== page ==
Let us look at how companies eventually helped to bring about the downfall of apartheid. On March 21, 1960, international attention was drawn to the practices of apartheid when unarmed black demonstrators were shot near a police station at Sharpville, near Johannesburg. Foreign investors partially withdrew that year, and the South African stock market declined almost 50 percent. South African business executives reacted by asking their government to improve conditions for blacks. This set a precedent in South Africa for change in race policy through economic pressure.

Most Americans consider racial discrimination to be a crime. In the past 30 years we have eliminated legalized segregation, brought about universal voting rights, and instituted laws and practices intended to equalize economic opportunity. Our experience as a nation made us sensitive to the practices of apartheid in South Africa.

Reverend Leon Sullivan, a southern baptist minister and contemporary of Martin Luther King, while on the board of General Motors in 1976, called for a code of conduct for companies doing business in South Africa. Corporate adherence to these "Sullivan Principles" was an historic recognition on the part of US companies that their actions were an extension of the American ethic against discrimination.

The religious community, municipal pensions and other corporate shareholders found that their convictions could be adopted and acted upon by the companies that they invested in. They were led by proxy-voting initiatives sponsored by the Interfaith Center for Corporate Responsibility in New York, which represents over 250 religious denominations.

Internal tensions in South Africa continued to mount as the then-illegal African National Congress and other organizations kept up the pressure for an end to apartheid. When Bishop Desmond Tutu called for an international boycott of South Africa in 1981, a disgusted international community was eager to answer the call for action. Numerous multinational corporations withdrew. Banks curbed lending, and, in 1985, withdrew extension of further credit to South Africa. These acts culminated in the US mandating economic sanctions against South Africa in 1986.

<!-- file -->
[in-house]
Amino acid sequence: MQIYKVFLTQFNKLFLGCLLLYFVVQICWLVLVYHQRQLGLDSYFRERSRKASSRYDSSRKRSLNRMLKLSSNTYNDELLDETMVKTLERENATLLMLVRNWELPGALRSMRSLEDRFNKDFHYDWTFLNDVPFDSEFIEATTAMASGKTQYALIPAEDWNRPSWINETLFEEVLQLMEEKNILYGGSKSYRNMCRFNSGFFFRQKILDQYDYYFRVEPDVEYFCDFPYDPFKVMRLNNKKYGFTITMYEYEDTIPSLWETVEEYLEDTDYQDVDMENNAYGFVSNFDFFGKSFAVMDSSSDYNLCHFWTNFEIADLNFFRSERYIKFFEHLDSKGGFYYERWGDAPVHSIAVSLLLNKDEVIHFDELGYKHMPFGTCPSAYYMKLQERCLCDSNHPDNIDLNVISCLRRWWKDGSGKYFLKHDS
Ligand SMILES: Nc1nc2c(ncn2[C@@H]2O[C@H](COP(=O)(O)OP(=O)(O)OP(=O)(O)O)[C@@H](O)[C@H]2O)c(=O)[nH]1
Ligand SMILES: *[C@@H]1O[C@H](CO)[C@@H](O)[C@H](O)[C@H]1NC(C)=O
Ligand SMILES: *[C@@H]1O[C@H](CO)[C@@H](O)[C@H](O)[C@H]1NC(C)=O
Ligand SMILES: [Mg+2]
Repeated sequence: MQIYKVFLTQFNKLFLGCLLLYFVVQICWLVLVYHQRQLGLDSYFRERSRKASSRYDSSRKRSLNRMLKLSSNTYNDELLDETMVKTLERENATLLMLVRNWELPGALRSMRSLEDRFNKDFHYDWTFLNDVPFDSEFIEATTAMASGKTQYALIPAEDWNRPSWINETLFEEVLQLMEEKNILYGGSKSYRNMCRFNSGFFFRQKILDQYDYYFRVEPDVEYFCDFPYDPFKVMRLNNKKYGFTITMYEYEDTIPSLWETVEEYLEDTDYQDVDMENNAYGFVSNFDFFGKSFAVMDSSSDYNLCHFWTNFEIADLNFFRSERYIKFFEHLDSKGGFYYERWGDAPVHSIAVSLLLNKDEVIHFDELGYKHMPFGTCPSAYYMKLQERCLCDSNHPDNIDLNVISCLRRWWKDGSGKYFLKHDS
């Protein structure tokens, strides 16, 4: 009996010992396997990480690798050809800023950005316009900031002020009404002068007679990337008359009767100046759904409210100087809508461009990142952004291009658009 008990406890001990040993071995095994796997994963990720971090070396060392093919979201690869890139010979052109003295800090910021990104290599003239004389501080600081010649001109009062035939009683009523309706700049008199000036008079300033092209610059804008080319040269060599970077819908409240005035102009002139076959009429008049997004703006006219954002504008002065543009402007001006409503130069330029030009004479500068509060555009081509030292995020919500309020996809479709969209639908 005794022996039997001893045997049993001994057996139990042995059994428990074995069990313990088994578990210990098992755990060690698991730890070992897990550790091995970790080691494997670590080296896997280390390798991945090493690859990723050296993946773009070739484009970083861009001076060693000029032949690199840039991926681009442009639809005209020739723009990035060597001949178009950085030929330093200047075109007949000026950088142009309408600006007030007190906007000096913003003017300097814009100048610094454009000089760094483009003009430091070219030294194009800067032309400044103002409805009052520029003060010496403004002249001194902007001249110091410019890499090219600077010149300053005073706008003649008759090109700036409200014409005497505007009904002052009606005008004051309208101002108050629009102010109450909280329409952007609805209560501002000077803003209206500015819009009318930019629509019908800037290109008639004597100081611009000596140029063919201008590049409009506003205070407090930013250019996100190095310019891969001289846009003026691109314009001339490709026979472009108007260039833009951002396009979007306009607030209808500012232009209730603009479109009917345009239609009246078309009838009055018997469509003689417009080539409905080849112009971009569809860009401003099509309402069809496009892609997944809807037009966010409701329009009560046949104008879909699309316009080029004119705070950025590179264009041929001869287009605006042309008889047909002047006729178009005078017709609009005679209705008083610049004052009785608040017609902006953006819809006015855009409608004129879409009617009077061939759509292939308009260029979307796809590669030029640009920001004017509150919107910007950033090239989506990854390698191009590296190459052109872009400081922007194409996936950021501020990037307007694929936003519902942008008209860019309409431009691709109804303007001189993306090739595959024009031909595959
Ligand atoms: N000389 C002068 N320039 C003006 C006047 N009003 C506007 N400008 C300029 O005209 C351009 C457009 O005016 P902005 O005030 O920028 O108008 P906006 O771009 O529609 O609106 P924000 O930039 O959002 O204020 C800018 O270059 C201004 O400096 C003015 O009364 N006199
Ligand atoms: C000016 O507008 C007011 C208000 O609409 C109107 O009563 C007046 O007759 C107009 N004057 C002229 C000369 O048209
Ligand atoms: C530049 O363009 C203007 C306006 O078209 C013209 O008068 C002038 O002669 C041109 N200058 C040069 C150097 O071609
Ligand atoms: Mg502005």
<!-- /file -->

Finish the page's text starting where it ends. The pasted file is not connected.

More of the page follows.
Slowly the South African government started to react. The onerous "pass" laws were rescinded in 1986, allowing greater freedom for blacks to work and travel. Nelson Mandela was released from prison in 1990, the year the ANC regained legal status. During this period more private investors, religious groups, municipal funds, and pensions "screened" their investments to eliminate companies doing business in South Africa. By September of 1993, over $800 billion – fully 10 percent of stock investment in the US – was screened in this way. This was unprecedented in the history of the US stock market.

In 1992 and 1993, the South African government agreed to most of the ANC’s demands. By August of 1993, a new constitution had been drafted in South Africa, and on August 24, 1993, at a meeting of the UN General Assembly, Nelson Mandela called for the lifting of all economic sanctions. The country’s first all-race elections were held April 26-29, 1994. Nelson Mandela, who was released from jail just four years ago, was inaugurated president of South Africa on May 10.

The lion’s share of the credit for this transformation belongs to the people of South Africa. Nevertheless, they were significantly assisted by religious, student, and social investor groups who convinced banks, multinational corporations, pension funds, and local governments to withdraw their investment from South Africa. In so doing, they proved that the socially responsible direction of capital is a powerful tool for affecting corporate behavior, which in turn has enormous influence throughout the world.